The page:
twiching the miserabill Estait of this present Warld. Compylit be William Lauder at Perth. Primo Fabruarie 1568.' The 'Lamentation' is in alternately rhyming eight-syllable lines.
- 'Ane prettie Mirrour or Conference betuix the faithfull Protestant and the Dissemblit false Hypocrit. … Compylit be William Lauder, Minister of the Wourd of God,' in thirty-seven four-line stanzas alternately rhymed; printed by Lekpreuik. A man bearing a mirror is engraved on the title-page of this and the former work.
- 'Ane trew and breue Sentencius Discreption of ye nature of Scotland twiching the Interteinment of virtewus men that laketh Ryches. Compyled be William Lauder, Minister of God's Wourd,' three eight-line stanzas, concluding with 'Quod Lauder;' probably printed by Scot.
- 'Ane gude Exempill be the Butterflie instructing Men to hait all Harlottrie,' four eight-line stanzas concluding with 'Quod William Lauder, Minister;' probably printed by Scot. Unique copies of the last four works are in the library of Mr. Christie-Miller at Britwell. They were reprinted as Lauder's 'Minor Poems' by the Early English Text Society in 1870.
[Lauder's Compendious and Breve Tractate, ed. Fitzedward Hall, with life by David Laing (Early English Text Soc.), 1864; Lauder's Minor Poems, ed. Furnivall (Early English Text Soc.), 1870; Dickson and Edmond's Annals of Scottish Printing, i. 166, 268–9.]
LAUDER, WILLIAM (d. 1771), literary forger, is said to have been related to the well-known family of Fountainhall. He was educated at Edinburgh University, and graduated M.A. on 11 July 1695 (Cat. of Edinburgh Graduates, Bannatyne Club, p. 151). On taking his degree he engaged in teaching, but while watching a game of golf on Bruntsfield Links, near Edinburgh, he received an accidental blow on the leg, and improper treatment of the wound rendered amputation necessary. He was assistant to Adam Watt, professor of humanity at Edinburgh, for a few months before Watt's death in 1734, and he was an unsuccessful candidate for the chair that Watt's death vacated. His testimonials described him as 'a fit person to teach humanity in any school or college whatever.' Soon afterwards he applied, without result, for the keepership of the university library.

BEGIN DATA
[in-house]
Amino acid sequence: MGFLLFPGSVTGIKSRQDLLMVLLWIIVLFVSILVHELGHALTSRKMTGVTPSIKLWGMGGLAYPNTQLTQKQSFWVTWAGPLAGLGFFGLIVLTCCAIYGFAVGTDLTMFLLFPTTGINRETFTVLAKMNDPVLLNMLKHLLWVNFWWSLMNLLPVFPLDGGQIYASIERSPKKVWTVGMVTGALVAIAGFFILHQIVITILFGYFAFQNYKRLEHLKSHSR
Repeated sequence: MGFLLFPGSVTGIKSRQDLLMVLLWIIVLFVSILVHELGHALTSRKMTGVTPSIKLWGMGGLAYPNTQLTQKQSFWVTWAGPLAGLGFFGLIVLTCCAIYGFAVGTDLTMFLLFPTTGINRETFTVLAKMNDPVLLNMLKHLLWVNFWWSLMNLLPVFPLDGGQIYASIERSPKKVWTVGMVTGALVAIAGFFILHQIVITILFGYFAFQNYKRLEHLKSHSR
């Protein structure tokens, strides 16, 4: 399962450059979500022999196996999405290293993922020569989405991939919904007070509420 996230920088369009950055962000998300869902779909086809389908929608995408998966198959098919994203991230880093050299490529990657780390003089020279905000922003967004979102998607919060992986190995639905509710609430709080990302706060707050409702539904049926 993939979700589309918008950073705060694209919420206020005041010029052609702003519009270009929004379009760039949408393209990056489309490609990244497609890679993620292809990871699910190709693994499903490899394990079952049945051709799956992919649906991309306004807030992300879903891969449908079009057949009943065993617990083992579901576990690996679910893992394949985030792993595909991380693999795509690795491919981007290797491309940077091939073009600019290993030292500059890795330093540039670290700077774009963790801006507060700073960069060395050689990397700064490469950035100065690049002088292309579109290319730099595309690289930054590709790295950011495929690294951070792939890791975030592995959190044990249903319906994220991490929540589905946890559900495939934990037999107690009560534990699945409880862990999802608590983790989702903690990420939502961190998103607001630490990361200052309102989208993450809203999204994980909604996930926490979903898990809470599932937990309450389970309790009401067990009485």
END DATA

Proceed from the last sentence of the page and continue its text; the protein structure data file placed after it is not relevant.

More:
Lauder was a good classical scholar, and was a student of modern Latin verse. In 1732 he published 'A Poem of Hugo Grotius on the Holy Sacrament, translated into English [blank] Verse,' and dedicated it to the provost (John Osburn) and the corporation of Edinburgh. In 1738 he announced his intention of issuing by subscription a collection of sacred poems, and stated that Robert Stewart, professor of natural history at Edinburgh, John Ker, professor of humanity there, and Thomas Ruddiman had promised him their aid. The work was printed at the press of Thomas and Walter Ruddiman, and appeared in 1739, in two volumes, with the title 'Poetarum Scotorum Musæ Sacræ.' It was dedicated to Charles Erskine of Tinwald, Dumfriesshire. Lauder contributed an elaborate and well-written Latin preface and a Latin life of Arthur Johnston. There follow much of Johnston's Latin poetry, including his renderings of the Psalms and Song of Solomon; paraphrases of other parts of the Bible by Patrick Adamson, William Hog, Robert Boyd of Trochrig, David Hume of Godscroft, George Eglisham, and William Barclay; and some original Latin verse by Thomas Ruddiman, Professor John Ker, and other of the editor's friends and contemporaries. Lauder forwarded a copy, with an adulatory Latin inscription, to Alexander Cruden [q.v.] (Notes and Queries, 4th ser. vi. 297). Throughout Lauder vehemently insisted on Johnston's superiority to Buchanan as a latinist, and he sought to turn this literary preference to pecuniary profit. On 19 May 1740, he presented to the general assembly a petition, in which, after describing himself as 'teacher of humanity in Edinburgh,' he urged the desirability of introducing Johnston's paraphrase of the Psalms into all the grammar schools of Scotland. Professors Stewart and Ker and Thomas Ruddiman supported the petition; after due consideration it was granted on 13 Nov. 1740, and Johnston's work was recommended as 'a good intermediate sacred lesson-book in the schools between Castalio's "Latin Dialogues" and Buchanan's paraphrase.' The decision caused discontent among the admirers of Buchanan, and 'A Letter to a Gentleman in Edinburgh,' signed 'Philo-Buchananus,' and issued a day or two before the general assembly reported, tried to convict Johnston's Latin verse of habitual inaccuracy, and Lauder of ineptitude as a critic. The author was John Love, rector at one time of Edinburgh High School, and afterwards of Dalkeith school (Calumny Display'd, pt. iii. p. 1 n.). Lauder defended his poet with great energy and bitterness in 'Calumny Display'd, or Pseudo-Philo-Buchananus couch'd of a Cataract, being a modest and impartial Reply to an impudent and malicious Libel,' Edinburgh, 1741, 4to. His adversary retorted in 'A Second Letter,' and Lauder returned to the attack with unbecoming warmth in his 'Calumny Display'd,' parts ii. and iii., Edinburgh, 1741. He tried to enlist Pope's sympathy by sending him a